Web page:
Archive for February, 2011

Consequences

Posted in The Narrow Path on February 25, 2011 by RWZero

Common intuitions tell us that we are morally praiseworthy if we can liberate ourselves from motivations that are grounded in consequences.  Upon closer inspection, however, such liberation is impossible. When we speak of genuine concern for others, we nonetheless commit our actions based on the rewarding feelings that arise from exercising such concern. Conversely, we refrain from certain actions based on consequences (or commit actions out of duty, for fear that there will be consequences, be they even so small as neglecting our self-imposed duties, and consistency).

On the naive view of moral behaviour, an atheist might say that it is more praiseworthy to be moral in the absence of divine consequences. What is missed here is the understanding that all behaviour is motivated by consequences, and that the moral atheist is governed by a cost-benefit analysis that incessantly churns beneath the conscious mind. Most of us are moral because we are raised in countries, and in circumstances, where there is no advantage to being “immoral.” Stealing, cheating, lying, and even killing, are simply not helpful to us. They are especially not helpful to people who have the kind of time, money and education to sit around and discuss such questions. What of the situations in which these things are beneficial? The observations indicate that when something is beneficial (on the net whole), people will do it.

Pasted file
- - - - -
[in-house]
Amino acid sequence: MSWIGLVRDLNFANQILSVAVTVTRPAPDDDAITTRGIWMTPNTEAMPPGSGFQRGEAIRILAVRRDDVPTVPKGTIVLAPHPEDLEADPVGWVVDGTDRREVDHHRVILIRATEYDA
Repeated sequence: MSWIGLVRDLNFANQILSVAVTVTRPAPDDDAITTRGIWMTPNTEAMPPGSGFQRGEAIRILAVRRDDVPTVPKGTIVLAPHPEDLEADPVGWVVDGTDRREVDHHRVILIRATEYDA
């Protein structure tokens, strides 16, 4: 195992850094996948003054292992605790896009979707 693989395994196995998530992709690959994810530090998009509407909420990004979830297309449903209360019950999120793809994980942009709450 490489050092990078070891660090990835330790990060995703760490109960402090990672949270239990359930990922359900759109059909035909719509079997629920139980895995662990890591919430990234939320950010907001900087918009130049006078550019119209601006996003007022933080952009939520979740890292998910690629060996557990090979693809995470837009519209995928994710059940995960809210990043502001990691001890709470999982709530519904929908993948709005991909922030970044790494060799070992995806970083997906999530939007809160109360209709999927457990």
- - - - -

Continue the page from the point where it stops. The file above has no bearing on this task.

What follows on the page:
God is often introduced as a reason for behaving morally. This is not a security blanket for the weak-minded; in fact it is a rather serious issue. There arise many situations in life where there are no negative earthly consequences for killing, maiming, or abusing another human being. Furthermore, it is human nature to enjoy these activities in some circumstances (usually the same circumstances in which there are no earthly consequences). Plainly said, the concept of God is linked to the permanence of human action, and the possibility of life beyond death. If there is no life beyond death, none of our actions have any consequences whatsoever. This is not a matter of divine judgement, but simply a matter of permanence–if a murder will eventually be undone, such that there is no ultimate difference between committing it or not, then the only variables to be weighed are the immediate desires, and the immediate consequences. Armchair pacifists may type up large essays on moral responsibility, but if an aspiring murderer believes there are no consequences, he will commit the murder, and the essay will be largely irrelevant.